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Ettore Appella, M.D.

Portait Photo of Ettore Appella
Laboratory of Cell Biology
Head, Chemical Immunology Section
Senior Investigator
Center for Cancer Research
National Cancer Institute
Building 37, Room 2140A
Bethesda, MD 20892-4256


Dr. Appella obtained his M.D. from the University of Rome, Italy, and continued his research at Johns Hopkins and the NIH (National Institute of Diabetes and Digestive and Kidney Diseases) on dehydrogenases. Since 1965, he has been in the Laboratory of Cell Biology where he continues his research on tumor immunology, the p53 tumor suppressor protein, and the design of antiviral drugs against HIV.


The p53 Tumor Suppressor Protein
The human p53 tumor suppressor protein is normally present in a latent state at low levels, but a variety of cellular stresses, including DNA damage, activate signaling pathways that transiently stabilize the p53 protein, cause it to accumulate in the nucleus, and activate it as a transcription factor. Activation leads either to growth arrest at the G1/S or G2/M transitions of the cell cycle or to apoptosis. The molecular mechanisms by which stabilization and activation occur are incompletely understood but are believed to be mediated by multiple post-translational modifications to p53 itself and possibly to other proteins with which p53 interacts. We have prepared a suite of antibodies that recognize specific post-translational modifications of p53 and have used these to characterize the responses to DNA damaging agents. Our analysis of p53 modified at individual sites has revealed a complex and unexpected interdependency in the modifications of p53. However, as regulation may be lost or altered in tissue culture experiments, we are also analyzing the effects and patterns of p53 modifications in tissues from knock-in mutant mice. We have used quantitative mass spectrometry to explore the roles of p53 post-translational modifications in the response to ionizing radiation (IR) by determining the global effects of IR on the levels of proteins in thymocytes of the p53 knock-in mice. These studies are enabling us to better understand the widespread roles of p53 in cells, including its effects on various signaling pathways, and how specific modifications of p53 modulate its functions. In addition to the global analyses, we are also using biophysical, biochemical, and structural methods to explore the modulation of p53 protein-protein interactions by post-translational modifications. For example, we have examined the increased affinity of the N-terminal transactivation domain of p53 for the Taz2 domain of its co-activator p300. Such interactions are critical for the recruitment of transcriptional coactivators to gene promoters for transcriptional activation by p53.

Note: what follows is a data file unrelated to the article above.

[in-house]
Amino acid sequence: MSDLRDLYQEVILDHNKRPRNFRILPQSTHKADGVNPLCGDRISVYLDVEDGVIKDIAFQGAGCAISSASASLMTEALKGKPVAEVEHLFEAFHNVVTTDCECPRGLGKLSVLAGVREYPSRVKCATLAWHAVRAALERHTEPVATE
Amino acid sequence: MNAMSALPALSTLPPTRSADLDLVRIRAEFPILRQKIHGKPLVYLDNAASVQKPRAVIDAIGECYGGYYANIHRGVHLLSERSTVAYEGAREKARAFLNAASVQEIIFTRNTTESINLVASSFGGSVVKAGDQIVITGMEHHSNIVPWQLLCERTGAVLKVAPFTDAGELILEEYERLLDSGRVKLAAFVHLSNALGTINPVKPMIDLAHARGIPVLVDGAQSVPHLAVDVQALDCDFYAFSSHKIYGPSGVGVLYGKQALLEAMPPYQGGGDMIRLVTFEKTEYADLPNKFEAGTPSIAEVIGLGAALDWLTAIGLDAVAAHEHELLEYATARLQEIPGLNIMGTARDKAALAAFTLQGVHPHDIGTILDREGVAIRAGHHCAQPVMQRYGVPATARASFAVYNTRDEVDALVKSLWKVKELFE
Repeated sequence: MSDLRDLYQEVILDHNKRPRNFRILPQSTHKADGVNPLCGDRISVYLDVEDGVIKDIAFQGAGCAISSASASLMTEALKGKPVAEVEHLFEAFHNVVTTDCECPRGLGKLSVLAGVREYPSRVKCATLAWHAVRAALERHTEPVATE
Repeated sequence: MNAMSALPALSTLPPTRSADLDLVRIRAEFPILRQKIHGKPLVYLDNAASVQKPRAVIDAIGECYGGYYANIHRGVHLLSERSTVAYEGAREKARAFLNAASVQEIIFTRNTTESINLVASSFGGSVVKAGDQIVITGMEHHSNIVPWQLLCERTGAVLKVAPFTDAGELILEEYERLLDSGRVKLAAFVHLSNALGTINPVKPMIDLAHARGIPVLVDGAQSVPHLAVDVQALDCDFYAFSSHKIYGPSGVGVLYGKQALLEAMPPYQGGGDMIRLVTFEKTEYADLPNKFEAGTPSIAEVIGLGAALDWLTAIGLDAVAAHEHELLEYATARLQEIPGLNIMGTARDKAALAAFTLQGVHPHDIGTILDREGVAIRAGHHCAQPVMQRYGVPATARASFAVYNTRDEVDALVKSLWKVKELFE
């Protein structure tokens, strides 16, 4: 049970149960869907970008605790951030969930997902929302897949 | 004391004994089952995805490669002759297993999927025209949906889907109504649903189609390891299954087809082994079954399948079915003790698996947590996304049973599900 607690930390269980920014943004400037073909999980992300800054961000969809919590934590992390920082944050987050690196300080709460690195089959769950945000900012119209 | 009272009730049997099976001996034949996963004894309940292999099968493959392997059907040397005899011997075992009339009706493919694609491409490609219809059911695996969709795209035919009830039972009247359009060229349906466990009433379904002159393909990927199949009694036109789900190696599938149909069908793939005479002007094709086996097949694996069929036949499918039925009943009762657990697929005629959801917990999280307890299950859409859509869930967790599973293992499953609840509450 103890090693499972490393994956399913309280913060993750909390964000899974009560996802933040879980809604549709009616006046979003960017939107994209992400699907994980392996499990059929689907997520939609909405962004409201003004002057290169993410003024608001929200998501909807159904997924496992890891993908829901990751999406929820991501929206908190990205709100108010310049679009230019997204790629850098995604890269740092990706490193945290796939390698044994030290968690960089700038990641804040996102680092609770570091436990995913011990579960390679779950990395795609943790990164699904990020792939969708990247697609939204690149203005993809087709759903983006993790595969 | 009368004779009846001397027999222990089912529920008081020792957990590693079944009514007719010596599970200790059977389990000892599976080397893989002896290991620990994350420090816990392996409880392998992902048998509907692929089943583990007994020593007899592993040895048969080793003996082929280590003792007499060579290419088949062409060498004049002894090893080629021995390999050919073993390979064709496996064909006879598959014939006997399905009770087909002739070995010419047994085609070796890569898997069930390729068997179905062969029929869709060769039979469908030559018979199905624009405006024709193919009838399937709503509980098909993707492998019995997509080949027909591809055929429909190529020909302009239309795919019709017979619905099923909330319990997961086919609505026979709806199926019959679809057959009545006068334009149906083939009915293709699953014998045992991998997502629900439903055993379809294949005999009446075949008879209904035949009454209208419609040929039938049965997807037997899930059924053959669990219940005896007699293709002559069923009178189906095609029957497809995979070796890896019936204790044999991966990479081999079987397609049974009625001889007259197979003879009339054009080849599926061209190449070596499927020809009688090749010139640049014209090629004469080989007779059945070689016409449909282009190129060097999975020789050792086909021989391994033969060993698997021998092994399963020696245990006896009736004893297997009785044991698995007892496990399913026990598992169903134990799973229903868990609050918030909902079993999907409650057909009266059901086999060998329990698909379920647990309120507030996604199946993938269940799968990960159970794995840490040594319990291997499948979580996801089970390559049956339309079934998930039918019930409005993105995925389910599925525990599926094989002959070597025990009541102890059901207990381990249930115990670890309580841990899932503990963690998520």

The Wip1 (PPM1D) Phosphatase and its Roles in the Cell
The Wip1 phosphatase (PPM1D) is a member of the PP2C family of evolutionarily conserved protein phosphatases. We initially discovered Wip1 in a screen for proteins up-regulated by p53 after IR; subsequently, Wip1 has been implicated as a negative regulator of p53 function through its ability to attenuate the activity of p38 MAPK, Chk2 and ATM kinases, major effectors of p53 stabilization and activation after stress. The importance of this negative-feedback loop was demonstrated by our observations that Wip1 complements several oncogenes during in vitro cellular transformation assays and that PPM1D is amplified or overexpressed in several types of cancers, including human primary breast cancer, neuroblastoma and ovarian clear cell adenocarcinoma. Several recent studies suggest that Wip1 positively regulates cell proliferation and behaves as an oncogene, whereas depletion of Wip1 significantly reduces cell proliferation rates and activates apoptosis. To better understand the connection between Wip1 activity and the control of cellular proliferation, we are identifying novel substrates of Wip1 phosphatase activity and determining the functional effects. Since Wip1 has been shown to be amplified in tumors, we are developing specific inhibitors of its activity that would provide selective targeting either when given alone or in combination with standard cancer chemo- or radio-therapy.

Design of Antiviral Drugs against the HIV Virus
Development of drug-resistant HIV strains in response to nucleoside, non-nucleoside, and reverse transcriptase and protease inhibitor therapies has necessitated the search for novel antiretroviral agents that target new structures for treatment of HIV and prevention of its transmission. The involvement of HIV-1 NCp7 zinc fingers in multiple phases of the HIV-1 replication cycle and their resistance to mutation have indicated that they may be a good target for antiretroviral therapy. We have synthesized novel uncharged, S-acyl, 2-mercaptobenzamide thioesters (SAMTs) characterized by potent antiviral activity with low cellular toxicity. The overall goal of our research is to understand how these compounds block the transmission of HIV-1 by targeting the highly conserved zinc-binding domains of NCp7. Our studies are currently focused on elucidating the molecular mechanism of several lead compounds. Also, we are evaluating formulation of the inhibitors for use as topical microbicides and using mass spectrometry to identify metabolites of the SAMTs when applied topically in a non-human primate system. The identification of potentially safe and efficacious single or combination candidate microbicides in non-human primates, and the elucidation of their pharmacokinetics, should lead to studies necessary for preclinical evaluation of these compounds.

This page was last updated on 6/7/2013.